Short bowel syndrome is a complication that can occur in people who have a large part or all of their small intestine removed.
The Small Intestines
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Short bowel syndrome occurs when half or more of the small intestine is removed. It reduces the absorption of vitamins and minerals from food.
Factors that may increase the chances of short bowel syndrome:
Symptoms of short bowel syndrome may include:
Your doctor will ask about your symptoms and medical history. A physical exam will be done. Blood tests may also be performed to check for nutritional and absorption problems.
Talk with your doctor about the best treatment plan for you. Treatment options include:
If you are malnourished, your doctor may give you food, fluid, and electrolytes through an IV. You will be advised to gradually increase your caloric intake and avoid certain foods. Initially, your diet will be high-protein, low-fat, and lactose-free.
In addition to changing your diet, you may need to take vitamin and mineral supplements. Antidiarrheal medications and medications that slow the contraction and relaxation of the intestinal muscles can also slow your digestion so you can absorb more nutrients. Depending on your symptoms, your doctor may prescribe an H2 blocker, a proton pump inhibitor, cholestyramine, and/or octreotide.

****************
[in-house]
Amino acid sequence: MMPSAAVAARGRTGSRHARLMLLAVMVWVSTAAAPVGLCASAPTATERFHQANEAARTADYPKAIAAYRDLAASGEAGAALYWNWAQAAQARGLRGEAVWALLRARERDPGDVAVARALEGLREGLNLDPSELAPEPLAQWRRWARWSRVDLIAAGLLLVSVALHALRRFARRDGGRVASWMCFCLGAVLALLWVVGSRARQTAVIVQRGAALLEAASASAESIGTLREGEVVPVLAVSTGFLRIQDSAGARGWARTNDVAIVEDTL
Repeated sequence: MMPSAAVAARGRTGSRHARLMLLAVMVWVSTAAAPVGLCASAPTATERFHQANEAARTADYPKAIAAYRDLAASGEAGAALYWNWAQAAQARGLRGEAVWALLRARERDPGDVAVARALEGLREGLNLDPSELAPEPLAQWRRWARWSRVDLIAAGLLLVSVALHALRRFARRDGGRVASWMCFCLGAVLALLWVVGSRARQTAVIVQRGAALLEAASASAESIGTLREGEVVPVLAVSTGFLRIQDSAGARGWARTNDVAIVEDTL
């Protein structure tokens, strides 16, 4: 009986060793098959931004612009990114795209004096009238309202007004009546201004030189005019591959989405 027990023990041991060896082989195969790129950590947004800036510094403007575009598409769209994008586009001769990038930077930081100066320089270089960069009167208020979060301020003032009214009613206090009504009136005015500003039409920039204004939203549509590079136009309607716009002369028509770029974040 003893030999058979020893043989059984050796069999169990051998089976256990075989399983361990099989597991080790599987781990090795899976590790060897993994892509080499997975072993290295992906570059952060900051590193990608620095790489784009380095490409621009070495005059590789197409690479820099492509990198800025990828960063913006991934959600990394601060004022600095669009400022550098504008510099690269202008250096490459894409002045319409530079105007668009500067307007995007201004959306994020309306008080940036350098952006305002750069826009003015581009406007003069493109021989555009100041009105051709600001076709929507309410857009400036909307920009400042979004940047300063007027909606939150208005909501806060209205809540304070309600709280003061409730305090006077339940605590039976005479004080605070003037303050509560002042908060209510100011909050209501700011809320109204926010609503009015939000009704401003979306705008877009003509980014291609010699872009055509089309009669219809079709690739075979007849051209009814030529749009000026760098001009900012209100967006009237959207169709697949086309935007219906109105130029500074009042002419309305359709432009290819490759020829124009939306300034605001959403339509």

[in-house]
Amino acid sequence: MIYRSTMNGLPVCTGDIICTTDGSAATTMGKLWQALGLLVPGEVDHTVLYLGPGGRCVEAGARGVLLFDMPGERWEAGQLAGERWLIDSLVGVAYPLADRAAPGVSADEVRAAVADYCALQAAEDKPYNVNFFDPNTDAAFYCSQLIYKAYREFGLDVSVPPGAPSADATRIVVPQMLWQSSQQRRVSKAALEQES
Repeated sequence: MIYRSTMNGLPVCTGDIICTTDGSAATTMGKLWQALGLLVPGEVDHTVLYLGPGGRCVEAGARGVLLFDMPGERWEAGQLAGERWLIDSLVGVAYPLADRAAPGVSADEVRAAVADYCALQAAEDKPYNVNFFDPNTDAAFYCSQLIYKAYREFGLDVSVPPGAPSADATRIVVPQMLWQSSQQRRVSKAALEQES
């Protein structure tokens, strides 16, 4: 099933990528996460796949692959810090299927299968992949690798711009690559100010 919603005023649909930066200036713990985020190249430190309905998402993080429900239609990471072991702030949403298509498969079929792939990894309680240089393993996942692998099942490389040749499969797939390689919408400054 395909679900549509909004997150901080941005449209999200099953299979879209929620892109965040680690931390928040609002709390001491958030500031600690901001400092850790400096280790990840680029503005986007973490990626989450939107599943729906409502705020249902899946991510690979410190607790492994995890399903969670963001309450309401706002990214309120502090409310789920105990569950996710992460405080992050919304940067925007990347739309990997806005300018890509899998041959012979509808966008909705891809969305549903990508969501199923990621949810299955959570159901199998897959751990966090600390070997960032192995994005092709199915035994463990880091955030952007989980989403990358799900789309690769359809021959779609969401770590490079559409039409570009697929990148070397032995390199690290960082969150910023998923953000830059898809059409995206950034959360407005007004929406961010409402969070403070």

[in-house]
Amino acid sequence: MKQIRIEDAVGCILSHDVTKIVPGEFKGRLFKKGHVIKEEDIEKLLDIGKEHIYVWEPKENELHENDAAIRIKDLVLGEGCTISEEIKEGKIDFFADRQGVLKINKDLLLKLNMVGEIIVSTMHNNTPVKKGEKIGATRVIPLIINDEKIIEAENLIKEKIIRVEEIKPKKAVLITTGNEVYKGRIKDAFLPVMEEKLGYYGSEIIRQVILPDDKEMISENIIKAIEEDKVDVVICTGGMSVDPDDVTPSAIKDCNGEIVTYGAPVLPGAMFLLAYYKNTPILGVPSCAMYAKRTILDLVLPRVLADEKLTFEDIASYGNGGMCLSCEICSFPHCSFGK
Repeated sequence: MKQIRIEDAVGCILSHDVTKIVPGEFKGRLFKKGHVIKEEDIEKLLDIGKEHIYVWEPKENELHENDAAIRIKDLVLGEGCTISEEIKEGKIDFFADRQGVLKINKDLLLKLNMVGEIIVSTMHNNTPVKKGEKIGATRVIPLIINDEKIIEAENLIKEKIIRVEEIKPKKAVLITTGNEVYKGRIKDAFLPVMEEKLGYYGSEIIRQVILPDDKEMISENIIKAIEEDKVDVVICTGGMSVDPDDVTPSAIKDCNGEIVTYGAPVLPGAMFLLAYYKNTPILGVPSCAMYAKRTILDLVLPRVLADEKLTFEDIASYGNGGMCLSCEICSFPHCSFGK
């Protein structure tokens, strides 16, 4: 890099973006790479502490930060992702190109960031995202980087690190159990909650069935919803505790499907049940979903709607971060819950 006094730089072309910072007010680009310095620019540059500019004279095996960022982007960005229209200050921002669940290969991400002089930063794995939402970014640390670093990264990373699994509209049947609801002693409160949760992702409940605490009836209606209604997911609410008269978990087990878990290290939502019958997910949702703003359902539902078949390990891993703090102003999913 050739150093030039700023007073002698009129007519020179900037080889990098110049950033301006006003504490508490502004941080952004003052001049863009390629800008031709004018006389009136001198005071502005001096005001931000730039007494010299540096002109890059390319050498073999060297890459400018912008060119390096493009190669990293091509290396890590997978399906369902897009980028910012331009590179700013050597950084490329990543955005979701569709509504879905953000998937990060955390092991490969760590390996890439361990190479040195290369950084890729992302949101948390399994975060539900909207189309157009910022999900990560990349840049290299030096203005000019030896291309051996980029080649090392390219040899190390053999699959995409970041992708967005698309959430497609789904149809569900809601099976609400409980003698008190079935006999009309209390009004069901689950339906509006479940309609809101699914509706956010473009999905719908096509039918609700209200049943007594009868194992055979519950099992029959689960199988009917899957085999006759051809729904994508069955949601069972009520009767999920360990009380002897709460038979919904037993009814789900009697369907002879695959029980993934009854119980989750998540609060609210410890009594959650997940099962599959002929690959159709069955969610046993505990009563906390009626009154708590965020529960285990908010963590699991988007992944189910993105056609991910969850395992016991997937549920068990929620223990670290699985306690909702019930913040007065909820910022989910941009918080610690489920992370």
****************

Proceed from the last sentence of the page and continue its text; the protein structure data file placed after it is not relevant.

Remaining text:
Transplantation of small bowel is an option for those who cannot maintain their nutritional status with other treatments.
There are no current guidelines to prevent short bowel syndrome.
American Gastroenterological Association
National Institute of Diabetes and Digestive and Kidney Diseases
Canadian Association of Gastroenterology
Canadian Digestive Health Foundation
Short bowel syndrome. EBSCO DynaMed Plus website. Available at: http://www.dynamed.com/topics/dmp~AN~T115699/Short-bowel-syndrome . Updated January 5, 2018. Accessed April 3, 2018.
Short bowel syndrome. National Institute of Diabetes and Digestive and Kidney Diseases website. Available at: https://www.niddk.nih.gov/health-information/digestive-diseases/short-bowel-syndrome. Updated July 2015. Accessed April 3, 2018.
Last reviewed March 2018 by
EBSCO Medical Review Board
Daus Mahnke, MD
Last Updated: 5/7/2014